Skift Take

Boeing is in the midst of a reputational crisis that few corporations have seen the magnitude of before; the last thing it needs is issues with another jet.

Qantas Airways Ltd. grounded three Boeing Co. 737s after discovering cracks near their wings during industry-wide inspections of high-mileage models of the workhorse jets.

The Australian airline found hairline cracks on a structure known as the pickle fork, which connects the wings to the fuselage. The planes will be back in service by the end of the year, Qantas said in a statement Friday.

The U.S. Federal Aviation Administration last month ordered urgent checks on next-generation 737s that have carried out more than 30,000 flights, while aircraft with more than 22,600 flights needed less-immediate inspections. Qantas, which has a fleet of more than 300 planes, had to inspect 33 of its 75 next-generation 737 jets — none of them immediately.

Globally, about 5% of aircraft that required urgent checks had cracks, Boeing said last month. The U.S. manufacturer has already been under heavy scrutiny after 737 Max planes crashed in Indonesia and Ethiopia, killing a total of 346 people and leading to a worldwide grounding of those jets. Boeing Chief Executive Officer Dennis Muilenburg faced fierce questioning from lawmakers in Washington this week.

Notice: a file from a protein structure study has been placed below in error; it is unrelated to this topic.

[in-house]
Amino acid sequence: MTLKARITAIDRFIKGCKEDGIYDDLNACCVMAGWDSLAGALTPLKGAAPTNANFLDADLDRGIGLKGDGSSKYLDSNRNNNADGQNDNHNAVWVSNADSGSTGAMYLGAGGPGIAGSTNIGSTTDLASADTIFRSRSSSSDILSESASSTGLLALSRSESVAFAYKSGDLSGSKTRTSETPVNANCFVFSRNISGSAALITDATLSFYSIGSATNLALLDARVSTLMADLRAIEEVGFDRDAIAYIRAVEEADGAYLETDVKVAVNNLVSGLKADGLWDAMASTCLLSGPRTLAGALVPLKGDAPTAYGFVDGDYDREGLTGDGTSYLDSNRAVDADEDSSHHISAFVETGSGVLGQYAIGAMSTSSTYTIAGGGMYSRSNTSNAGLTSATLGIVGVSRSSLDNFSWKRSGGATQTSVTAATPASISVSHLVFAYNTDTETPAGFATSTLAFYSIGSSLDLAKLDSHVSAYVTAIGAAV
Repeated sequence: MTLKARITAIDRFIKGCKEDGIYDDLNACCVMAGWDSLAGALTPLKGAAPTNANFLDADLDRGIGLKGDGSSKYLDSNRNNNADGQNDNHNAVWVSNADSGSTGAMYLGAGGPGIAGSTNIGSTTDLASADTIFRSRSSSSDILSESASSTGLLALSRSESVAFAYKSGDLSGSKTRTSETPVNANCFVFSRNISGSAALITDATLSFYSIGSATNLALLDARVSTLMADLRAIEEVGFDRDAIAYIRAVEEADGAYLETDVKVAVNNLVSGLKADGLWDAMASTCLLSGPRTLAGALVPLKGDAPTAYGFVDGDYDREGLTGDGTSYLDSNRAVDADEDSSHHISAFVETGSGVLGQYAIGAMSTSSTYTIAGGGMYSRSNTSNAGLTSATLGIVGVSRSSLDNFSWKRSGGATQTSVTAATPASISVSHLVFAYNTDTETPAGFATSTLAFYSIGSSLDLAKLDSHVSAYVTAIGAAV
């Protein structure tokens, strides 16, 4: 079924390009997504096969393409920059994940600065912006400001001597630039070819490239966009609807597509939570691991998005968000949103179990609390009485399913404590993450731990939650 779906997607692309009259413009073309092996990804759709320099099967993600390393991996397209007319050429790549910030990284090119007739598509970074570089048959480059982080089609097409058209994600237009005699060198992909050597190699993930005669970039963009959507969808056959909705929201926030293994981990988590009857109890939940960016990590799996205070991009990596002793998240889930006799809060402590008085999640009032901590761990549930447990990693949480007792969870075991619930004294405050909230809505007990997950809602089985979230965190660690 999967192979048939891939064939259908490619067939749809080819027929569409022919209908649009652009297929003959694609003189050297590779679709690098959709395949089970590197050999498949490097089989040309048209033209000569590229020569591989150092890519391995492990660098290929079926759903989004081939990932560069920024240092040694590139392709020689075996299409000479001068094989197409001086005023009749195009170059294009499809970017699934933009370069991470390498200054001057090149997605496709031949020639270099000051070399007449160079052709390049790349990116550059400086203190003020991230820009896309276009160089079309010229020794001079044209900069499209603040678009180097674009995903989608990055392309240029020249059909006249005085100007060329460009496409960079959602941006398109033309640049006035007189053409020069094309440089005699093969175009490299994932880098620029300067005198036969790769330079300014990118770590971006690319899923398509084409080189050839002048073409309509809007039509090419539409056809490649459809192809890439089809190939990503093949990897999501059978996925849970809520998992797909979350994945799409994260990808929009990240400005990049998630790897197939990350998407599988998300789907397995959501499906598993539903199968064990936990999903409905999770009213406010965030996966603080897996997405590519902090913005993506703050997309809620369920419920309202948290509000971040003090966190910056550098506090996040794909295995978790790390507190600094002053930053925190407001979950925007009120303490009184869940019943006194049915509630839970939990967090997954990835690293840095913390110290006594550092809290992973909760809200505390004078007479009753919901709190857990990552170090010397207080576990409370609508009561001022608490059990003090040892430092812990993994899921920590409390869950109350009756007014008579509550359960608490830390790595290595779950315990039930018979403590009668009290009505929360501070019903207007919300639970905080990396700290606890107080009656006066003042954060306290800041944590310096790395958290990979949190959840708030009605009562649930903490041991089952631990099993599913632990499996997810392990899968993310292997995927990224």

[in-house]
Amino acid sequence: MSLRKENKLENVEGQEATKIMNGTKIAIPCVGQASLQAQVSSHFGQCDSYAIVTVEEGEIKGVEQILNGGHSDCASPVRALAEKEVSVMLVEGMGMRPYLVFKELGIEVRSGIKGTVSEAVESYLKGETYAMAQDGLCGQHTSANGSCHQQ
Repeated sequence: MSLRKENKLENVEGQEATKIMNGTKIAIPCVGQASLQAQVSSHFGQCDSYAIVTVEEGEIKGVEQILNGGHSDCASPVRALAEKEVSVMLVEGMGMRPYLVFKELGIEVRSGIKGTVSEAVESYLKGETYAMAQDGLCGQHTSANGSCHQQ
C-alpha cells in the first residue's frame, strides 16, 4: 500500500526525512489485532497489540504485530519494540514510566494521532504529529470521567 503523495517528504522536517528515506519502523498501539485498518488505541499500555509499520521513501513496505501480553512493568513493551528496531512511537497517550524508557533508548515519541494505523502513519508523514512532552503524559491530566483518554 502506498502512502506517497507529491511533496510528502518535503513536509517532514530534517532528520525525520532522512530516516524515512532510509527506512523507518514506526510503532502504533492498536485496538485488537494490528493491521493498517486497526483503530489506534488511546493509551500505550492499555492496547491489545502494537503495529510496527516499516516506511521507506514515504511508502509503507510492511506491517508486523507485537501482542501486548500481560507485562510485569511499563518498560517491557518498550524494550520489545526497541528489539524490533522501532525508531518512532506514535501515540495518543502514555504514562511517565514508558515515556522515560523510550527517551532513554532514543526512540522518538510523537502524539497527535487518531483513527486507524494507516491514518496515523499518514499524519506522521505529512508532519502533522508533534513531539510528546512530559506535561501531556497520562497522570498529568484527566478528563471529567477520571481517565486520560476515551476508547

Qantas shares were up 1% to A$6.48 at 11:50 a.m. in Sydney.

The cracks are around the same place on each of the Qantas jets, close to one of eight bolts on the pickle fork, the airline’s head of engineering, Chris Snook, said at a press conference. The structure’s load-bearing ability hasn’t been compromised, he said. Passenger disruption will be minimized, the airline said.

There are about 6,800 next-generation 737 jets in service around the world, including lower-mileage aircraft that don’t fall under the FAA’s directive.

©2019 Bloomberg L.P.

This article was written by Angus Whitley from Bloomberg and was legally licensed through the NewsCred publisher network. Please direct all licensing questions to

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Tags: 737s, Boeing, faa, qantas, qantas airways

Photo Credit: A Qantas 737 jumbo takes off at Sydney airport. Brendon Thorne / Bloomberg